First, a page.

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Transcript of Geraldine Brooks
Australian-born Geraldine Brooks is an author and journalist who grew up in the Western suburbs of Sydney, and attended Bethlehem College Ashfield and the University of Sydney. She worked as a reporter for The Sydney Morning Herald for three years as a feature writer with a special interest in environmental issues.
In 1982 she won the Greg Shackleton Australian News Correspondents scholarship to the journalism master’s program at Columbia University in New York City. Later she worked for The Wall Street Journal, where she covered crises in the the Middle East, Africa, and the Balkans. In 2006 she was a fellow at the Radcliffe Institute for Advanced Studies at Harvard University.
Brooks married author Tony Horwitz in Tourette-sur-Loup, France, in 1984. They have two sons– Nathaniel and Bizuayehu–a dog named Milo and a horse named Butter. They live by an old mill pond on Martha’s Vineyard, Massachusetts.
She was awarded the Pulitzer Prize in fiction in 2006 for her novel March. Her most recent novel, Caleb’s Crossing, was a New York Times best seller. Other novels, Year of Wonders and People of the Book, are international bestsellers, translated into more than 25 languages. She is also the author of the nonfiction works Nine Parts of Desire and Foreign Correspondence.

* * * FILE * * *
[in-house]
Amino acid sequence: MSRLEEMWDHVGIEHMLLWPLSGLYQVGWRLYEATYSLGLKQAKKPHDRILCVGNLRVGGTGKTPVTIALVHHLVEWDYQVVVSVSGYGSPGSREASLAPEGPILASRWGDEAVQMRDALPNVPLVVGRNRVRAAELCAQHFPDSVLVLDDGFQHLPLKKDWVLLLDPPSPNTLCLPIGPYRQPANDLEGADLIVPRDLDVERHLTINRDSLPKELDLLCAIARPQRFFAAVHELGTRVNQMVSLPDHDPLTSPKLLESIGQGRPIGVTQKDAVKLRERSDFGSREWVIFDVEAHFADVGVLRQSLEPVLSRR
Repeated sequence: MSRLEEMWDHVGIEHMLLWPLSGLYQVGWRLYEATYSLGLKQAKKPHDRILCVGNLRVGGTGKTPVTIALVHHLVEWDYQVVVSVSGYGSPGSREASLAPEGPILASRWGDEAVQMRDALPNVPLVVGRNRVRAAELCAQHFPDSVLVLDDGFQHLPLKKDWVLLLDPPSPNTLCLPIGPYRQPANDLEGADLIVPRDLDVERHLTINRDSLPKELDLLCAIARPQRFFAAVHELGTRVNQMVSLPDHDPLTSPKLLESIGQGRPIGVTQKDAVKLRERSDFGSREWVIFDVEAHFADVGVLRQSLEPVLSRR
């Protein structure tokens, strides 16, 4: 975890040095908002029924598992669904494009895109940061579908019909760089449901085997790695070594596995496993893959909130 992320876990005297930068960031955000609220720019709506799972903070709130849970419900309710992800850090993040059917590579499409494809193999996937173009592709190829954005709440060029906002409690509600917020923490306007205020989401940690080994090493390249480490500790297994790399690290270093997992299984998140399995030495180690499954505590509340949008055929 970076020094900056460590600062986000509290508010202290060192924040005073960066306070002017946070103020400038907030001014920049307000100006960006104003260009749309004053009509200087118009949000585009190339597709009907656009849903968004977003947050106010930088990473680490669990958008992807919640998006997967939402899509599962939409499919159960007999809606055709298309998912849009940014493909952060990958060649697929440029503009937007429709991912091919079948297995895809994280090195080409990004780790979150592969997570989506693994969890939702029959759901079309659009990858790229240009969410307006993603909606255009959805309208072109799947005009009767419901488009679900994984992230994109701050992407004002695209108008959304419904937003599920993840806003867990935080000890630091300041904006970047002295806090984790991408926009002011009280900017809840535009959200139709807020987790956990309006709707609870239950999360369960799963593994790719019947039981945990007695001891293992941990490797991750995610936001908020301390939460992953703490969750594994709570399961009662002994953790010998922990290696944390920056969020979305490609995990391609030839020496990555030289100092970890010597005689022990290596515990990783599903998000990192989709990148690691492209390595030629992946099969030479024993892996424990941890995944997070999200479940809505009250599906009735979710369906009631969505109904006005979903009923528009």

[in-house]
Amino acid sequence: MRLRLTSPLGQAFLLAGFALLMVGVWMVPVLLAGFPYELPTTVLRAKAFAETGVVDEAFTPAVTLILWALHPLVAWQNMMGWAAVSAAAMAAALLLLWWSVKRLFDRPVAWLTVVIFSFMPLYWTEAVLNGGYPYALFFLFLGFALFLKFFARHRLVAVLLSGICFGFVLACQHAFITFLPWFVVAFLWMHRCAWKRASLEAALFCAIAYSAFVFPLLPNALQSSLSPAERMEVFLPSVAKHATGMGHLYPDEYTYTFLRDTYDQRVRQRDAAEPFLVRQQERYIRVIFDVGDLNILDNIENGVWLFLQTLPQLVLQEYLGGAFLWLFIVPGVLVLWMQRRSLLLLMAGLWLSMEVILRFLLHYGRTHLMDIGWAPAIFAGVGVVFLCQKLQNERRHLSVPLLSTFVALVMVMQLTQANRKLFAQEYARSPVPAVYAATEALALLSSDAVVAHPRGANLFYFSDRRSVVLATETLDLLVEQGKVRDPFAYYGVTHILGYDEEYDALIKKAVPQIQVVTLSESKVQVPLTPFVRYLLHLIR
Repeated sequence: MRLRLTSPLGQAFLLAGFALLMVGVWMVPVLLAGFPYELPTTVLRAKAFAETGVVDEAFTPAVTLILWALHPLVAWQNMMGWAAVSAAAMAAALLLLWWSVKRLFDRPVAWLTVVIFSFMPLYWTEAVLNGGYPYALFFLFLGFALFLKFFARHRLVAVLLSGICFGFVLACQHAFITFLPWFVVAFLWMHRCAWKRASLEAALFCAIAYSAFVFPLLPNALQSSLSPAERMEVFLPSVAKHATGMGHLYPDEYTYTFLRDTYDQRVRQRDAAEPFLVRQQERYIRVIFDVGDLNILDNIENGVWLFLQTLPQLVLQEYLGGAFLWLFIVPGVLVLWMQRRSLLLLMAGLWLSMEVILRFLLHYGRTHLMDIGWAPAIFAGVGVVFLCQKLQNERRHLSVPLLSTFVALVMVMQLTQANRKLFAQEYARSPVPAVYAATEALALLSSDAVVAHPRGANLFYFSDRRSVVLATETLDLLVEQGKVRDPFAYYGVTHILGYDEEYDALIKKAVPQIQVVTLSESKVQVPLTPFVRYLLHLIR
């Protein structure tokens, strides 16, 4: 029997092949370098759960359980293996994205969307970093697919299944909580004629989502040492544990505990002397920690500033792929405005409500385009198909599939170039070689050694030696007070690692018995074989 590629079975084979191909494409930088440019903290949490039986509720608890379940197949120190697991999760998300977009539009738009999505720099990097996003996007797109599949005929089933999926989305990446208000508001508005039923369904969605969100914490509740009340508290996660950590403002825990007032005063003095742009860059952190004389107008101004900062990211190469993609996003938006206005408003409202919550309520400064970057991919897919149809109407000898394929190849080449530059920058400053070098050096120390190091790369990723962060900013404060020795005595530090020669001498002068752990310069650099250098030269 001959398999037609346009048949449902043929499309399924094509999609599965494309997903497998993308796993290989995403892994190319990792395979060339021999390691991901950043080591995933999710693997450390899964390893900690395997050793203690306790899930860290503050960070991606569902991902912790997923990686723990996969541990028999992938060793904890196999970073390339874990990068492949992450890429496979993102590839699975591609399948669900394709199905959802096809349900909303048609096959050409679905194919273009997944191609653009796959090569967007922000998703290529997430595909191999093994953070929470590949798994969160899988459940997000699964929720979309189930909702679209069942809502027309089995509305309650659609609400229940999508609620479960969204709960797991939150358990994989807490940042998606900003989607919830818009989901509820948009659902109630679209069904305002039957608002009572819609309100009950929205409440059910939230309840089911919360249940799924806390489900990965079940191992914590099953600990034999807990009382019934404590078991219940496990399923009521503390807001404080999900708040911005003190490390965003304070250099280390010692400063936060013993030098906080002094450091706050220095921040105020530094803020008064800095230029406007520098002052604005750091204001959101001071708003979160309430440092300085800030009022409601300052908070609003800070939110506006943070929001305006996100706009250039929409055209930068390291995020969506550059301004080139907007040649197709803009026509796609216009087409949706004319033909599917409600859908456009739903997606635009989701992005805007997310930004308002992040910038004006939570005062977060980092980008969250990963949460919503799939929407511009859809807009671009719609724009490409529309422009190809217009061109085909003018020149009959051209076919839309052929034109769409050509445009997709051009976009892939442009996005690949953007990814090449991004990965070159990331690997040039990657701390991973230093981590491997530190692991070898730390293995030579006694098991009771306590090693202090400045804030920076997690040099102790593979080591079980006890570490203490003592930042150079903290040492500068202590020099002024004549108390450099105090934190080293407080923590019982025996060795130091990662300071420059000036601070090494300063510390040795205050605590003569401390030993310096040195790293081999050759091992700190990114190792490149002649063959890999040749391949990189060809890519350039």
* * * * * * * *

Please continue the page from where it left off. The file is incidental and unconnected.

" And now, a year has passed since i undertook to go to war, and i wake every day, sweating, in the solitude of the seed store at Oak Landing, to a condition of uncertainty. More than months, more than miles, now stand between me and that passionate orator perched on his tree-stump puplit. One day, I hope to go back. To my wife, to my girls, but also to the man of moral certainty that i was that day: that innocent man, who knew with such clear confidence exactly what it was that he was meant to do."
" They say the Lord's Day is a day of rest, but those who preach this generally are not women."
" She was like a butterfly, full of color and vibrancy when she chose to open her wings, yet hardly visible when she closed them."
- Caleb's Crossing
Geraldine uses a lot of her experiences when she was a reporter for conflicts all around the world, to portray some of her writings about.
She also shows stories from a woman's perspective.
SOME THEMES OF MARCH
The role of women- Women still aren't treated fair yet
Obligation to morals and beliefs vs. obligation to family- Choosing what is right and wrong
Stress of war on a family- missing family, wondering about loved ones
Self-discovery - Learning what you can endure before you breakdow
The book's primary theme, with its two central characters (Bethia and Caleb) each struggling to define an independent sense of who they are, what they believe, what they want to accomplish, and how they want to accomplish it, all in the face of substantial personal and societal obstacles. For Bethia, those obstacles primarily have to do with the fact that she is female